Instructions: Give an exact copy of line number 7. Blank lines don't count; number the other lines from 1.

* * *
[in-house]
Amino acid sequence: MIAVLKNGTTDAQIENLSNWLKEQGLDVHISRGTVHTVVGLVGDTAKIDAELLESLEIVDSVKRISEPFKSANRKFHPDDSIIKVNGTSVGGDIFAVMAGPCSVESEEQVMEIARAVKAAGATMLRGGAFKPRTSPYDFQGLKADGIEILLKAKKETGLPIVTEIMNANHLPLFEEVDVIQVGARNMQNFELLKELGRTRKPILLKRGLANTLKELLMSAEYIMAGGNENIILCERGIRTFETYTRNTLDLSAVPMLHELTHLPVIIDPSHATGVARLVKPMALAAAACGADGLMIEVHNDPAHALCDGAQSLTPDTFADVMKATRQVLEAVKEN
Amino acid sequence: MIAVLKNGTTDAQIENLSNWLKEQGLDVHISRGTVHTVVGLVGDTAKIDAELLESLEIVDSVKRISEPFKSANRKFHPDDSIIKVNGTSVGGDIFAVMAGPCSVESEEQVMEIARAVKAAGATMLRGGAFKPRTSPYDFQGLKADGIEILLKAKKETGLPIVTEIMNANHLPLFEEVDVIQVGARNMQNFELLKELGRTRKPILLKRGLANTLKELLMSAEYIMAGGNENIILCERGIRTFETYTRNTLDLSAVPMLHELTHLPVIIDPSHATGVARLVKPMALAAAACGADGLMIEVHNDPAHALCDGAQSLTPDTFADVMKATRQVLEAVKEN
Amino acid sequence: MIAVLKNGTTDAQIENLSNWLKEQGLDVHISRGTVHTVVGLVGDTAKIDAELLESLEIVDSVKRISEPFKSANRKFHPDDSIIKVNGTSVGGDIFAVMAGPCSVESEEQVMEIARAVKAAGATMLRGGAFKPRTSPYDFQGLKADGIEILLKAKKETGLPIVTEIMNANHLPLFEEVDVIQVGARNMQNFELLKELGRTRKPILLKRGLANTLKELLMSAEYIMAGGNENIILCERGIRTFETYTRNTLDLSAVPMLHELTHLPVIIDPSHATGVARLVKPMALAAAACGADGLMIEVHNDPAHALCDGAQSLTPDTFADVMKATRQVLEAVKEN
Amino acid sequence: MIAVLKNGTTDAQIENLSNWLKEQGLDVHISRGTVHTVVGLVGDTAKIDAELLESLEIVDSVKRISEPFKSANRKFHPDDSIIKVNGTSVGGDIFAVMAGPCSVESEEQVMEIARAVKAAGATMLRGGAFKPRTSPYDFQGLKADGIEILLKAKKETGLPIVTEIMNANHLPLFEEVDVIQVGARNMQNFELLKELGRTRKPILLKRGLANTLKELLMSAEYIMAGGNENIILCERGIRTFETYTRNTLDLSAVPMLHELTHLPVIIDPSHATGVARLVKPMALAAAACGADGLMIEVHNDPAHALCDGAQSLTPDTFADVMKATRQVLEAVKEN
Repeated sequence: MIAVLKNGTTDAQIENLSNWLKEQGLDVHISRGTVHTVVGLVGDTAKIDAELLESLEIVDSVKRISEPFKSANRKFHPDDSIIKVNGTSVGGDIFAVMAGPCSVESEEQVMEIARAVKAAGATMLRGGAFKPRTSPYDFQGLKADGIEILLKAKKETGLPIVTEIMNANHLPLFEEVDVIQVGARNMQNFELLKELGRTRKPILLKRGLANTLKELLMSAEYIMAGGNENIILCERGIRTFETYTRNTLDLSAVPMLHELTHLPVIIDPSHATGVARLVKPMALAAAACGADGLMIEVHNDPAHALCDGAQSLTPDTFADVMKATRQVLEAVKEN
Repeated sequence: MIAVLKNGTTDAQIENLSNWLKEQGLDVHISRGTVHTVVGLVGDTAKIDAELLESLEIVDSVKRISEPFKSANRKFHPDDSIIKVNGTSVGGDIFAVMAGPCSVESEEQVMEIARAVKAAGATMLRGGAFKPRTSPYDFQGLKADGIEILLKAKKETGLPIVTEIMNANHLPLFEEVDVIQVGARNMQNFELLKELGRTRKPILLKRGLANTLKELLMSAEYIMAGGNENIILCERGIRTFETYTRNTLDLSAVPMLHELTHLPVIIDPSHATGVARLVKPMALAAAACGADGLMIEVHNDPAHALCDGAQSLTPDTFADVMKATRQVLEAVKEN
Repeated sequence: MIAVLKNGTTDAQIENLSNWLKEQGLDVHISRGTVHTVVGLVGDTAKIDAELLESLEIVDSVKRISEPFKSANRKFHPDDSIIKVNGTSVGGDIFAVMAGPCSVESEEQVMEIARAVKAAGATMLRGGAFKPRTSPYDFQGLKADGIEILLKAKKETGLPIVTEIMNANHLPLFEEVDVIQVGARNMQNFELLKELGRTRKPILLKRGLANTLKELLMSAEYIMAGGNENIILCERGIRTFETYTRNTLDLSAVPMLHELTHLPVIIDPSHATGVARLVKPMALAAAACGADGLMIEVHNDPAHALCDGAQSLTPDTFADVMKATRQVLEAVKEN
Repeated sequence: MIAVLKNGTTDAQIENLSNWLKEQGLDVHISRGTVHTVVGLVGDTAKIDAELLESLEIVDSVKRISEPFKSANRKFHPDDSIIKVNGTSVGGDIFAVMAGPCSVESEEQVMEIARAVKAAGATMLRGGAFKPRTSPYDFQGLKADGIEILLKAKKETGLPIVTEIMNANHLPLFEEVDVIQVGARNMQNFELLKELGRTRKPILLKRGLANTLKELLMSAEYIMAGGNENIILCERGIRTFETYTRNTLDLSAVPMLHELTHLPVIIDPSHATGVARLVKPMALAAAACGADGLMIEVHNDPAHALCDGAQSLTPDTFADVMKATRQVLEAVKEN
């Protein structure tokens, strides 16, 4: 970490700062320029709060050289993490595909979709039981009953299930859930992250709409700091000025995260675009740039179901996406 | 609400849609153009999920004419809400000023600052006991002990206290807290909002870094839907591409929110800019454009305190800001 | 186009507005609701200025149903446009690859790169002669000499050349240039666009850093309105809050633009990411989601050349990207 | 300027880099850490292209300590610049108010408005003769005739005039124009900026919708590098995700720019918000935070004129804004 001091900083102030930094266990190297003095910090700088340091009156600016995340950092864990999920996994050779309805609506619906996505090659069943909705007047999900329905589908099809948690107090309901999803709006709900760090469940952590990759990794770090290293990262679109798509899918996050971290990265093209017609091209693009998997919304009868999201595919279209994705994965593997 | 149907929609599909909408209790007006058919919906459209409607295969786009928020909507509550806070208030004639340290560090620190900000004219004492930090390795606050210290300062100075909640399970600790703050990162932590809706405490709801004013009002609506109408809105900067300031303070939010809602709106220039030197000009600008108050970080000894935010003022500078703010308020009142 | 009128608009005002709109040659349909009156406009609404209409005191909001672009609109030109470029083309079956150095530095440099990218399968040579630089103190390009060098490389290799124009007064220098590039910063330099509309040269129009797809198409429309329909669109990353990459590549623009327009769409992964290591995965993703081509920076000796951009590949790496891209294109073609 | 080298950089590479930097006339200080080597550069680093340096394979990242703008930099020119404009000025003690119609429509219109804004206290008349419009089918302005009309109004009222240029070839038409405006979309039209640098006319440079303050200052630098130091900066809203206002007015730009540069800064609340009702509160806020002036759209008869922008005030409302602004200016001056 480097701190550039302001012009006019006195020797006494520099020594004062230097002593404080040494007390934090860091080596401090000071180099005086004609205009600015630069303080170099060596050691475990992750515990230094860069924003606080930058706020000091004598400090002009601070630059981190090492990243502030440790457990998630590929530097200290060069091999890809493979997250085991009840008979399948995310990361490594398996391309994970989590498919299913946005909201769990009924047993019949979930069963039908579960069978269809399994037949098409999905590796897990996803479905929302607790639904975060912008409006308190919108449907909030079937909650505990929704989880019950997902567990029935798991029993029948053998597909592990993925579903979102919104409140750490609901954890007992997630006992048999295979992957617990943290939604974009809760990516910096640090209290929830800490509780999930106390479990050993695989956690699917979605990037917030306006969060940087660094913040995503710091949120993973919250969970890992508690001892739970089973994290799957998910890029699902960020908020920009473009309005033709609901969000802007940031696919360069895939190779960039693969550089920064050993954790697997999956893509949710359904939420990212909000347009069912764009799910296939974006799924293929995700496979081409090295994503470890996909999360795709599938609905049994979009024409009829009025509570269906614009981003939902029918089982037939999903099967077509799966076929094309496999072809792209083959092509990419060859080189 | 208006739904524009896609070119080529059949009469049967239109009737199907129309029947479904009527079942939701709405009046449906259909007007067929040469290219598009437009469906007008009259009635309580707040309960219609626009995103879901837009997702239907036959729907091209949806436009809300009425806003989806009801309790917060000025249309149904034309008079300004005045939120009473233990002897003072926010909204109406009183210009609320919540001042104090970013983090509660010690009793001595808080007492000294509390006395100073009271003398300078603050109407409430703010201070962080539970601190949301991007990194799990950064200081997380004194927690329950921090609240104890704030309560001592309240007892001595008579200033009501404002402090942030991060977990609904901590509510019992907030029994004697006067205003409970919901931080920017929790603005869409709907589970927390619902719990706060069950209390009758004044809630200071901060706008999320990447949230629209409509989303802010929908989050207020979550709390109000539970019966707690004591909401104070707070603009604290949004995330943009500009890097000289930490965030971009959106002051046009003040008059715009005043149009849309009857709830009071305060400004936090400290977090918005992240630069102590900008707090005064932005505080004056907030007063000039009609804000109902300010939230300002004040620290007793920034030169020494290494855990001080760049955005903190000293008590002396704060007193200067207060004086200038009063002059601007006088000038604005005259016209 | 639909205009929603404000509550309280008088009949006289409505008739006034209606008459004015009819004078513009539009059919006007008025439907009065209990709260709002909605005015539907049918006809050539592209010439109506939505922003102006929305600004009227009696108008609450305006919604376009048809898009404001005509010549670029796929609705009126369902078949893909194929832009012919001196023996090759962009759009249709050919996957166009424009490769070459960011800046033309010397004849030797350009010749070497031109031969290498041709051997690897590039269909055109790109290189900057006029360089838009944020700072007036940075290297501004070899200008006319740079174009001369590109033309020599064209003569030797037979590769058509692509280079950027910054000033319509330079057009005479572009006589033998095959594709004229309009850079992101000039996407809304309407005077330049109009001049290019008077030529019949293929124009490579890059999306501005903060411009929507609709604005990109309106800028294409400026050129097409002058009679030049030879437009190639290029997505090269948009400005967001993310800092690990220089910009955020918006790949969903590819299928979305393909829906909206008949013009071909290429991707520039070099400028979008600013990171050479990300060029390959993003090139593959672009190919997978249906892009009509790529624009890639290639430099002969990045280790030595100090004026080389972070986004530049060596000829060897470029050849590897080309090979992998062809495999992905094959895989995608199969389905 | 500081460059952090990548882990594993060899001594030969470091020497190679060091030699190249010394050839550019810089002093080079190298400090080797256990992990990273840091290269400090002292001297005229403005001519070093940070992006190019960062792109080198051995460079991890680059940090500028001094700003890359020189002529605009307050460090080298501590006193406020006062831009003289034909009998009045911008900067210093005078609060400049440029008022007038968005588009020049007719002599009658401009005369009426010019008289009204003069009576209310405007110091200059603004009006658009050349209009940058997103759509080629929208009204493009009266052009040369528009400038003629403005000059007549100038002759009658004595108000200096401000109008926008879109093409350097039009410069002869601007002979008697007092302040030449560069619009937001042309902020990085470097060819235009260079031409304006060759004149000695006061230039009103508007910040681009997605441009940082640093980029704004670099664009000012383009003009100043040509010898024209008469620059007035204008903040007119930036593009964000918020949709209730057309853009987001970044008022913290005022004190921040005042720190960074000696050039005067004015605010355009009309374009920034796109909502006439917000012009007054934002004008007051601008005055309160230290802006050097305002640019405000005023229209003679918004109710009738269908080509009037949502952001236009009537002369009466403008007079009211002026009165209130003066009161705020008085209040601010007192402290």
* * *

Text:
Repeated sequence: MIAVLKNGTTDAQIENLSNWLKEQGLDVHISRGTVHTVVGLVGDTAKIDAELLESLEIVDSVKRISEPFKSANRKFHPDDSIIKVNGTSVGGDIFAVMAGPCSVESEEQVMEIARAVKAAGATMLRGGAFKPRTSPYDFQGLKADGIEILLKAKKETGLPIVTEIMNANHLPLFEEVDVIQVGARNMQNFELLKELGRTRKPILLKRGLANTLKELLMSAEYIMAGGNENIILCERGIRTFETYTRNTLDLSAVPMLHELTHLPVIIDPSHATGVARLVKPMALAAAACGADGLMIEVHNDPAHALCDGAQSLTPDTFADVMKATRQVLEAVKEN